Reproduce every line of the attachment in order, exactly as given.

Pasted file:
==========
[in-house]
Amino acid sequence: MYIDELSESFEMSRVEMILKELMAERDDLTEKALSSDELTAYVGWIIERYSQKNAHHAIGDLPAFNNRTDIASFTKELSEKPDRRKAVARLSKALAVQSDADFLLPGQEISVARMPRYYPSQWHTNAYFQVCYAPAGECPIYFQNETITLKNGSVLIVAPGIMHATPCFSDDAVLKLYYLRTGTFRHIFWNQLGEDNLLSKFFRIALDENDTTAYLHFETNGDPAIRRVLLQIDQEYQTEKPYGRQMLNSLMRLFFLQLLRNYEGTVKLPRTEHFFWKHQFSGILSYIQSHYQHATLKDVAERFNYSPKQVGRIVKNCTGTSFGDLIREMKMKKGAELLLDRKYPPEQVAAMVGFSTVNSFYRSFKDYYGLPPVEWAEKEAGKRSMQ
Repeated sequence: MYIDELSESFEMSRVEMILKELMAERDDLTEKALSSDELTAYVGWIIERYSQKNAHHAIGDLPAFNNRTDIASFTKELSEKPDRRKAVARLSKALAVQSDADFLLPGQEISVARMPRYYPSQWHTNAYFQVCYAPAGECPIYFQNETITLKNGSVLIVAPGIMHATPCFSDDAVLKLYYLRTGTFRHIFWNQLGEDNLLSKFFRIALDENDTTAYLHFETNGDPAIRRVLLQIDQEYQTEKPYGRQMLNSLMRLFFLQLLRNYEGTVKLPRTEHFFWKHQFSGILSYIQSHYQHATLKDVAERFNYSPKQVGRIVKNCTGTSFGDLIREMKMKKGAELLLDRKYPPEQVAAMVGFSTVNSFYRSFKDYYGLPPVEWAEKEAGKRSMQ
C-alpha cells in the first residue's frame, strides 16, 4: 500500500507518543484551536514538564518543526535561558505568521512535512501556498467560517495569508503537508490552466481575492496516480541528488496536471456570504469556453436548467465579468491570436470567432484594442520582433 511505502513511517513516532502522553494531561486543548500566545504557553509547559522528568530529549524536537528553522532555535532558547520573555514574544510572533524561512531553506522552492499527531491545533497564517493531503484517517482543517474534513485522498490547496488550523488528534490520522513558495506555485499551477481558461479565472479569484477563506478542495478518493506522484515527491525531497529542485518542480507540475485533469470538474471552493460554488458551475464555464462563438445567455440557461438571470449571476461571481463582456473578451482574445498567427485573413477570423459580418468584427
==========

[in-house]
Amino acid sequence: MYIDELSESFEMSRVEMILKELMAERDDLTEKALSSDELTAYVGWIIERYSQKNAHHAIGDLPAFNNRTDIASFTKELSEKPDRRKAVARLSKALAVQSDADFLLPGQEISVARMPRYYPSQWHTNAYFQVCYAPAGECPIYFQNETITLKNGSVLIVAPGIMHATPCFSDDAVLKLYYLRTGTFRHIFWNQLGEDNLLSKFFRIALDENDTTAYLHFETNGDPAIRRVLLQIDQEYQTEKPYGRQMLNSLMRLFFLQLLRNYEGTVKLPRTEHFFWKHQFSGILSYIQSHYQHATLKDVAERFNYSPKQVGRIVKNCTGTSFGDLIREMKMKKGAELLLDRKYPPEQVAAMVGFSTVNSFYRSFKDYYGLPPVEWAEKEAGKRSMQ
Repeated sequence: MYIDELSESFEMSRVEMILKELMAERDDLTEKALSSDELTAYVGWIIERYSQKNAHHAIGDLPAFNNRTDIASFTKELSEKPDRRKAVARLSKALAVQSDADFLLPGQEISVARMPRYYPSQWHTNAYFQVCYAPAGECPIYFQNETITLKNGSVLIVAPGIMHATPCFSDDAVLKLYYLRTGTFRHIFWNQLGEDNLLSKFFRIALDENDTTAYLHFETNGDPAIRRVLLQIDQEYQTEKPYGRQMLNSLMRLFFLQLLRNYEGTVKLPRTEHFFWKHQFSGILSYIQSHYQHATLKDVAERFNYSPKQVGRIVKNCTGTSFGDLIREMKMKKGAELLLDRKYPPEQVAAMVGFSTVNSFYRSFKDYYGLPPVEWAEKEAGKRSMQ
C-alpha cells in the first residue's frame, strides 16, 4: 500500500507518543484551536514538564518543526535561558505568521512535512501556498467560517495569508503537508490552466481575492496516480541528488496536471456570504469556453436548467465579468491570436470567432484594442520582433 511505502513511517513516532502522553494531561486543548500566545504557553509547559522528568530529549524536537528553522532555535532558547520573555514574544510572533524561512531553506522552492499527531491545533497564517493531503484517517482543517474534513485522498490547496488550523488528534490520522513558495506555485499551477481558461479565472479569484477563506478542495478518493506522484515527491525531497529542485518542480507540475485533469470538474471552493460554488458551475464555464462563438445567455440557461438571470449571476461571481463582456473578451482574445498567427485573413477570423459580418468584427